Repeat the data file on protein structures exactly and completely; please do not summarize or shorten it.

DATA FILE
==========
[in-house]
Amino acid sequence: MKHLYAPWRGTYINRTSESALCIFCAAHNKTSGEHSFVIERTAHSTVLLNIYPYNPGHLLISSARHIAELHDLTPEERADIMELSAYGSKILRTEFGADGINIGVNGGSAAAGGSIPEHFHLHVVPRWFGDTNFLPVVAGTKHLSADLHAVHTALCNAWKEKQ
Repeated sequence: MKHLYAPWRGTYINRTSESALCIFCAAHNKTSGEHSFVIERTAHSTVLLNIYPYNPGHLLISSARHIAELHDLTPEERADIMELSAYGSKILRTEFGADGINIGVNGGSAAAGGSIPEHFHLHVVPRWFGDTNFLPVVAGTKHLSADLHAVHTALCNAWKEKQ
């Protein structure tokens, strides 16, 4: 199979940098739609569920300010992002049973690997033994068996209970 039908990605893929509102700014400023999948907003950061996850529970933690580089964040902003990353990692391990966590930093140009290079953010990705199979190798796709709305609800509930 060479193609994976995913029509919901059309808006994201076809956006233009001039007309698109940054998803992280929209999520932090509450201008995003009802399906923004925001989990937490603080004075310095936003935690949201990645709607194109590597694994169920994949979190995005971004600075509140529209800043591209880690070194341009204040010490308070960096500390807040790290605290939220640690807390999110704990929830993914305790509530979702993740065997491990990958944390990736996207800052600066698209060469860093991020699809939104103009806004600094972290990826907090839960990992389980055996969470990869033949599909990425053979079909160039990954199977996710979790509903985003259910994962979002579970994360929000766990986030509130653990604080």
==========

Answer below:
[in-house]
Amino acid sequence: MKHLYAPWRGTYINRTSESALCIFCAAHNKTSGEHSFVIERTAHSTVLLNIYPYNPGHLLISSARHIAELHDLTPEERADIMELSAYGSKILRTEFGADGINIGVNGGSAAAGGSIPEHFHLHVVPRWFGDTNFLPVVAGTKHLSADLHAVHTALCNAWKEKQ
Repeated sequence: MKHLYAPWRGTYINRTSESALCIFCAAHNKTSGEHSFVIERTAHSTVLLNIYPYNPGHLLISSARHIAELHDLTPEERADIMELSAYGSKILRTEFGADGINIGVNGGSAAAGGSIPEHFHLHVVPRWFGDTNFLPVVAGTKHLSADLHAVHTALCNAWKEKQ
């Protein structure tokens, strides 16, 4: 199979940098739609569920300010992002049973690997033994068996209970 039908990605893929509102700014400023999948907003950061996850529970933690580089964040902003990353990692391990966590930093140009290079953010990705199979190798796709709305609800509930 060479193609994976995913029509919901059309808006994201076809956006233009001039007309698109940054998803992280929209999520932090509450201008995003009802399906923004925001989990937490603080004075310095936003935690949201990645709607194109590597694994169920994949979190995005971004600075509140529209800043591209880690070194341009204040010490308070960096500390807040790290605290939220640690807390999110704990929830993914305790509530979702993740065997491990990958944390990736996207800052600066698209060469860093991020699809939104103009806004600094972290990826907090839960990992389980055996969470990869033949599909990425053979079909160039990954199977996710979790509903985003259910994962979002579970994360929000766990986030509130653990604080």